Etnická klasifikace a institucionální zakotvení národnosti v Československu 1918–1938
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Ethnic Classification and Institutional Affiliation of Nationalities in Czechoslovakia from 1918 to 1938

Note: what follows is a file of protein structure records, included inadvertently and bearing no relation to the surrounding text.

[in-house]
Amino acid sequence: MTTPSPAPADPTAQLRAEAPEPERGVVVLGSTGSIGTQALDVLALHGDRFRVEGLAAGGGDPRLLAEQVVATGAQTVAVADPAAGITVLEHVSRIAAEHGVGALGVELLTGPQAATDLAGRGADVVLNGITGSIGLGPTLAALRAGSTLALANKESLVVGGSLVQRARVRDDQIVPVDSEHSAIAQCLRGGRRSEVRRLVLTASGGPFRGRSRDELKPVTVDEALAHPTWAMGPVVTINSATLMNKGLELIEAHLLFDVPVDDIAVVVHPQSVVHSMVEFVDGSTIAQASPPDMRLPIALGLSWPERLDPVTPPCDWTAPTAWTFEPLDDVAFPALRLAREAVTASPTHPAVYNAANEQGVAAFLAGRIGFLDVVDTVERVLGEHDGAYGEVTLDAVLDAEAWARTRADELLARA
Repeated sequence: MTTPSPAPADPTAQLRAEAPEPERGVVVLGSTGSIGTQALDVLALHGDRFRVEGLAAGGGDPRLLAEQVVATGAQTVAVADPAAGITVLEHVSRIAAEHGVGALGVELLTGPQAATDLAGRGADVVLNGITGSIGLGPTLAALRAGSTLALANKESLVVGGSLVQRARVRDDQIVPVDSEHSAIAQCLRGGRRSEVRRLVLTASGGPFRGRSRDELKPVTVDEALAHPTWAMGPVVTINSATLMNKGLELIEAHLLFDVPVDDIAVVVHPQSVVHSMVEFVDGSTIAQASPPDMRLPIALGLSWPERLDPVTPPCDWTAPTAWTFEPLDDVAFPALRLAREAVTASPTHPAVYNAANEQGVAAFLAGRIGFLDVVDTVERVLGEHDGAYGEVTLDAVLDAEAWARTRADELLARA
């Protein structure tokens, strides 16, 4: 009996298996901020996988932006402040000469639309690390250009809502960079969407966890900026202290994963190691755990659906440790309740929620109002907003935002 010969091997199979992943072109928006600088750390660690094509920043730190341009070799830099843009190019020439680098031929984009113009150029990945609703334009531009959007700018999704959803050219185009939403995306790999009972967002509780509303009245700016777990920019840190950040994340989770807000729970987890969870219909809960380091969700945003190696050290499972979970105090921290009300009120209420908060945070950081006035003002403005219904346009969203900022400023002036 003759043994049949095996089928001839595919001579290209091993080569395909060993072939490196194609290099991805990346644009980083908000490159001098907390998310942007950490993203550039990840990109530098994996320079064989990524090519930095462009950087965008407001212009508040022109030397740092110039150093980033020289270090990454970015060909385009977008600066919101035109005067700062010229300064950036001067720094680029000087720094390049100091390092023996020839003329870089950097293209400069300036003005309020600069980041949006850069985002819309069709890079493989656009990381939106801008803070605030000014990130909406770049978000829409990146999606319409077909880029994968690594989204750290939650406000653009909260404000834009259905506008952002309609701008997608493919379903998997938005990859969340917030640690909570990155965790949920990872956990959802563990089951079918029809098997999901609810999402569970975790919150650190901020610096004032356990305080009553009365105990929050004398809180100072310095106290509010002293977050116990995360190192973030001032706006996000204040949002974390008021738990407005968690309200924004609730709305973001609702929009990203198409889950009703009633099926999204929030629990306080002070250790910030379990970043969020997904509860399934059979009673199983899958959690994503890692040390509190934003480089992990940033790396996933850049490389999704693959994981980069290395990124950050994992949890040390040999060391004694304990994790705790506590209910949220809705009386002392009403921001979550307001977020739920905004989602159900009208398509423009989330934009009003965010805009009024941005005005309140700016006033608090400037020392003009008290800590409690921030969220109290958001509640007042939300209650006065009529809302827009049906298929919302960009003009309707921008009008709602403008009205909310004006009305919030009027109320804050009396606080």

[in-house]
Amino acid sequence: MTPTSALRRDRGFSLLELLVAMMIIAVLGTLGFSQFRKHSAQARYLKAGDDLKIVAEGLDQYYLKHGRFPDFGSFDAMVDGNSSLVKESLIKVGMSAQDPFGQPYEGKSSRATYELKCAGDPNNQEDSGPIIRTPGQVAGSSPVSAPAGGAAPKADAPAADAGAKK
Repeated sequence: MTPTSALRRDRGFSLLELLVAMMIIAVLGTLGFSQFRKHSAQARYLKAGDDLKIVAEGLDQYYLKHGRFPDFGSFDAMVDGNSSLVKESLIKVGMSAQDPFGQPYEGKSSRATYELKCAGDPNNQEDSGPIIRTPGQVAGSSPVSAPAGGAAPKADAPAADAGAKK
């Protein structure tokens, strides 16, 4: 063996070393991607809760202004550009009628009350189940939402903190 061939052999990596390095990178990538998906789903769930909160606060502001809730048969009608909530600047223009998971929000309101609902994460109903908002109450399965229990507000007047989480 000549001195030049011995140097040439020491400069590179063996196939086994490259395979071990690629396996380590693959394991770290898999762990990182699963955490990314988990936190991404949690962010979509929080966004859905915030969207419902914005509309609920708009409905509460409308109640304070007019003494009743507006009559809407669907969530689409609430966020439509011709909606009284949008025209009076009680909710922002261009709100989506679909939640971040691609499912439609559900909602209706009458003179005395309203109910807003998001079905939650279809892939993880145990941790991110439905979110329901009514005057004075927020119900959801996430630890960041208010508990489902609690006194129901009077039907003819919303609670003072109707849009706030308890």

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The interests of the state were significantly reflected in the ethnic (national) classification and in the institutional affiliation of nationalities in Czechoslovakia. At the same time, the state power needed to take into account the series of commitments it had agreed on in Paris in 1919. The Czechoslovak state provided the majority of people from different nationalities with solid conditions for developing a national life. Because of the state power and in order to defend the interests of the nation, a rather problematic definition of nationality was created in the 1921 and 1930 population censuses. The main problems of the Czechoslovak Republic were twofold. On the one hand, the state power did not assume the role of referee standing above competing nationalities – unlike what happened in Cisleithania ‒ while on the other hand, it actually tended to identify with one nationality only. Therefore, the 1921 census included a hybrid category for nationality (the mother tongue) with the clear message that ‘mother tongue’ related to a person’s group of origin regardless of his or her actual language usage. The present analysis covering two decades from 1918 to 1938 revealed the significance of the independent judicial power. The Supreme Administrative Court in Czechoslovakia acquired the executive power to clarify the meaning of the term „nationality“, and more specifically to elucidate the connection between mother tongue and nationality. The Czechoslovak census formally defended the principle of the subjective concept of nationality. However, free choice of nationality was limited by the mother tongue, which became an objectively-defined criterion.
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